Since then, more than 17,000 people have received naloxone training in jails, at bus stops, at churches around Baltimore. After Wen became commissioner, naloxone has saved more than 800 lives in Baltimore. But as with EpiPen, the antidote’s price for some people is on the rise. So is the demand, at a time when nearly 25,000 city residents are estimated to have an opioid disorder.

kaléo, a Richmond, Virginia-based pharmaceutical company, makes auto-injectors that allow anyone to administer naloxone. A twin-pack of EVZIO auto-injectors that cost $575 in 2014 now costs more than $4,000, Kaiser Health News reported. The company argues that for 200 million people with commercial insurance and a prescription, the auto-injectors are now available free of charge.

In a written statement to the NewsHour, Spencer Williamson, chief executive at kaléo, said the company has donated nearly 200,000 auto-injectors since October 2014 to “public health departments, first responders and non-profits serving patients in need, free of charge.” Those free injectors make up about 40 percent of all auto-injectors shipped as of December, he said. The company plans to donate 100,000 more auto-injectors this year.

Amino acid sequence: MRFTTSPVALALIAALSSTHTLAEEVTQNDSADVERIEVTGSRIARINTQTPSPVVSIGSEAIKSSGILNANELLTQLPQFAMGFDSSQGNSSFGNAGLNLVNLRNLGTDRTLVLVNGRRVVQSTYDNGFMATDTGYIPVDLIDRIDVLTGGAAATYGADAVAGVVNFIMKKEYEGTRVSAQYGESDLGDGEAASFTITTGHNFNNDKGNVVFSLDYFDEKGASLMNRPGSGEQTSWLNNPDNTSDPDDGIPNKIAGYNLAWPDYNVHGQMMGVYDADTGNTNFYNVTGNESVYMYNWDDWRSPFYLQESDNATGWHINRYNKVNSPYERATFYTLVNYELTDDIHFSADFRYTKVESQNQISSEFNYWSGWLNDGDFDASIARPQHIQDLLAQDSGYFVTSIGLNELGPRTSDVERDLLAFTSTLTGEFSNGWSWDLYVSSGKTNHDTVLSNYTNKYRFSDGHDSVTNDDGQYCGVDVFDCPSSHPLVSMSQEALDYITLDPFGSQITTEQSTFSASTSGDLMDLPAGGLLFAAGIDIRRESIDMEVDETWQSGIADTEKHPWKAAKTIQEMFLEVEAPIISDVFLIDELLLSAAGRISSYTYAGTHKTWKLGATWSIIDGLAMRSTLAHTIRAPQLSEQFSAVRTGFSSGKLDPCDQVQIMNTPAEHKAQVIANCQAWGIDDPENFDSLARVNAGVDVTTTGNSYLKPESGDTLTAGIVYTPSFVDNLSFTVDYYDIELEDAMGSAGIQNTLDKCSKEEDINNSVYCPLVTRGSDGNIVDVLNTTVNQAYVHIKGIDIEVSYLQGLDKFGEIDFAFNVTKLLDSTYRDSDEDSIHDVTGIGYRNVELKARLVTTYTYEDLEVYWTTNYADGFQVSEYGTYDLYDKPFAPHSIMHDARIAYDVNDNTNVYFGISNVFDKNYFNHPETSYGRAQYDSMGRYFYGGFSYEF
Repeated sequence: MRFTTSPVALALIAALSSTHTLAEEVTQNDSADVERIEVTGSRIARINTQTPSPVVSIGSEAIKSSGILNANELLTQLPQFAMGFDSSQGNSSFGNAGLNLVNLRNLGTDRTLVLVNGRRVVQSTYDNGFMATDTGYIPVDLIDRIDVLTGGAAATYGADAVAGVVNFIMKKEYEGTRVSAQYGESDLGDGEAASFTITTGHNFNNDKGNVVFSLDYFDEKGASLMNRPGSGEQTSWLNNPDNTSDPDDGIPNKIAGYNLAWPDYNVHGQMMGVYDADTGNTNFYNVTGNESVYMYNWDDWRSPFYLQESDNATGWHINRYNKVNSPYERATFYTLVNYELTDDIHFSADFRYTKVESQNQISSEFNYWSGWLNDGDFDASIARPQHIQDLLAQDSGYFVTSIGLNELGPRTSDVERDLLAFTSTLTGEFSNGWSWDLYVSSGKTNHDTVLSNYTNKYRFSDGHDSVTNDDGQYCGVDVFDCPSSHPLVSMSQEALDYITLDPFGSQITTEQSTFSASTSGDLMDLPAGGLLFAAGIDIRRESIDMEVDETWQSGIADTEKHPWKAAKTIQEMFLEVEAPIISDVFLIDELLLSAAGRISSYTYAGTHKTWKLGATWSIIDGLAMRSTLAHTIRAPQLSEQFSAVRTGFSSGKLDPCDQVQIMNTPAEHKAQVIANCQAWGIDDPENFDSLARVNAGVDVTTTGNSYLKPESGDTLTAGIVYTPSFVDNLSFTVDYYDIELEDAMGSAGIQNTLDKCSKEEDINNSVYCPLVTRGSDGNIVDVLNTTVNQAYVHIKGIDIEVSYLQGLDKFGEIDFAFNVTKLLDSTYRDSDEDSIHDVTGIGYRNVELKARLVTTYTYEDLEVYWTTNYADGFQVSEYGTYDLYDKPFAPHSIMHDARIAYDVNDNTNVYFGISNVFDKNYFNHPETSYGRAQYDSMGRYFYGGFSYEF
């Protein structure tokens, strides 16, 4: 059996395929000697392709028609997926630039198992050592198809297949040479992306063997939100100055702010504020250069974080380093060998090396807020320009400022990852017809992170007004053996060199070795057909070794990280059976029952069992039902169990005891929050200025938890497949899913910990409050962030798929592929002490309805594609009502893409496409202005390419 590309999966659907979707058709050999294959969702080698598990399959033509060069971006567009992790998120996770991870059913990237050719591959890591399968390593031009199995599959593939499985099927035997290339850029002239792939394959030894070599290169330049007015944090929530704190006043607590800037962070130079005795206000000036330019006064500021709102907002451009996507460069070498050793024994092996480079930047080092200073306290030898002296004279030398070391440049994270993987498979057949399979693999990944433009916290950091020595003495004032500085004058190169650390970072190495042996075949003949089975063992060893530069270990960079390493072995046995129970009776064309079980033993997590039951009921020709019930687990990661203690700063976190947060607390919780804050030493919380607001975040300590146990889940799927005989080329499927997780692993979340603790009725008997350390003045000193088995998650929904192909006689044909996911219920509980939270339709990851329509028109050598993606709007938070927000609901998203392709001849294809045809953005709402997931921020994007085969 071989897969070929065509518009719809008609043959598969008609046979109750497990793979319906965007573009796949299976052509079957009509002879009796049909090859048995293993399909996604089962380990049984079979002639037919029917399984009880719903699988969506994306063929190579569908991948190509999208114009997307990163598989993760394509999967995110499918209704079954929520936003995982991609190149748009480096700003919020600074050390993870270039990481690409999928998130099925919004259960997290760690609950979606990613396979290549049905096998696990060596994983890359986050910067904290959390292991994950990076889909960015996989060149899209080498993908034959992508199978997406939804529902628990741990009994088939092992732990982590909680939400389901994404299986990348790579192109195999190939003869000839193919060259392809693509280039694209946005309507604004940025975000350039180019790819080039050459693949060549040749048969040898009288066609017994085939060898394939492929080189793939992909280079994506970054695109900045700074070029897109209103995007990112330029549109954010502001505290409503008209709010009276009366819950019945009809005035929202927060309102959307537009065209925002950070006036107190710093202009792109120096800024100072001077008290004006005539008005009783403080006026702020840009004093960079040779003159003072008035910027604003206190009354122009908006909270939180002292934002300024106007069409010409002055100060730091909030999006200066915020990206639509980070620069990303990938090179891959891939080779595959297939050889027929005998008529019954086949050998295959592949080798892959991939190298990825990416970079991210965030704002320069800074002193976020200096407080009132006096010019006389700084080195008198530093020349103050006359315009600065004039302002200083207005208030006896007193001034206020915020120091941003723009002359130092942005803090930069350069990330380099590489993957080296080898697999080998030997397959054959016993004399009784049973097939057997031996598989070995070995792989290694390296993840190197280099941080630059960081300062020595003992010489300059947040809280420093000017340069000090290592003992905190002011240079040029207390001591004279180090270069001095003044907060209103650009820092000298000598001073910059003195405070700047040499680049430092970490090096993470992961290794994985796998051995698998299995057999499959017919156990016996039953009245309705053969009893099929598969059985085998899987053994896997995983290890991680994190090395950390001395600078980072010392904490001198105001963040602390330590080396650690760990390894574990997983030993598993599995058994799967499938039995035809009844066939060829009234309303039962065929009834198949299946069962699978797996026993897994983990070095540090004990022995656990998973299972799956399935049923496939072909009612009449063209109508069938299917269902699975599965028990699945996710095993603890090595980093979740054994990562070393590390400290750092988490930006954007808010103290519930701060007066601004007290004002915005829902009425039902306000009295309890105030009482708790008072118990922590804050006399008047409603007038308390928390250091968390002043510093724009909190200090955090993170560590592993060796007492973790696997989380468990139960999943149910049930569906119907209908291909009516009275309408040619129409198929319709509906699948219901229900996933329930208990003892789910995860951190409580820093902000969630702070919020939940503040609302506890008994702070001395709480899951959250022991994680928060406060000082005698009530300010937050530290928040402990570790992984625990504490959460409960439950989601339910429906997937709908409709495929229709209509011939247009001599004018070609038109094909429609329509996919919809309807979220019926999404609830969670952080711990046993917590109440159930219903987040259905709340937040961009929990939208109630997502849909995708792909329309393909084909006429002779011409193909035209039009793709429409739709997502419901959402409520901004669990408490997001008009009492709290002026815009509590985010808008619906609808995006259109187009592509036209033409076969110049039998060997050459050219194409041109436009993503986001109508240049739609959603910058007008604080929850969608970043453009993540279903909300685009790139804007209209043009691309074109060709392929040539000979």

“We’ve received reports of more than 3,000 lives saved by EVZIO,” Williamson said. “That’s an average of more than 25 a week since the start of the program.”

The antidote is important, but if that’s the public’s only defense against opioid addiction, then “we’re just on this treadmill,” Wen told the NewsHour. Out of an estimated 20 million people who abuse substances nationwide, 11 percent seek treatment. That’s why she secured $3.6 million to build a stabilization center that offers round-the-clock behavioral health treatment. And as of Feb. 6, the city’s police officers can send minor drug offenders to treatment, rather than jail, in a move championed by law enforcement and Wen’s office.